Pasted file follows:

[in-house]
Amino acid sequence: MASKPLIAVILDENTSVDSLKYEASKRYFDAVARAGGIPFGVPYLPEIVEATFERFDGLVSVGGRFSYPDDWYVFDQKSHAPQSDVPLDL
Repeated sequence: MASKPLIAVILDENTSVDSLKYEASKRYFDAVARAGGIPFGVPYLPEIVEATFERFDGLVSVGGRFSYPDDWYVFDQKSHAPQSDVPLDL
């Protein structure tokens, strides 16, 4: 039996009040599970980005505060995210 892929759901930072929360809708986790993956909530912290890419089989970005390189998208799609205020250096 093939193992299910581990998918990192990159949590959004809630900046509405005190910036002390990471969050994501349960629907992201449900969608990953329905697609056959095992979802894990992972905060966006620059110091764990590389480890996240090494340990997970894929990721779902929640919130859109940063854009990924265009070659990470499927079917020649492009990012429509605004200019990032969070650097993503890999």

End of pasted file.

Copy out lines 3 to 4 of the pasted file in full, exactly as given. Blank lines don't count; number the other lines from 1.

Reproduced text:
Repeated sequence: MASKPLIAVILDENTSVDSLKYEASKRYFDAVARAGGIPFGVPYLPEIVEATFERFDGLVSVGGRFSYPDDWYVFDQKSHAPQSDVPLDL
């Protein structure tokens, strides 16, 4: 039996009040599970980005505060995210 892929759901930072929360809708986790993956909530912290890419089989970005390189998208799609205020250096 093939193992299910581990998918990192990159949590959004809630900046509405005190910036002390990471969050994501349960629907992201449900969608990953329905697609056959095992979802894990992972905060966006620059110091764990590389480890996240090494340990997970894929990721779902929640919130859109940063854009990924265009070659990470499927079917020649492009990012429509605004200019990032969070650097993503890999």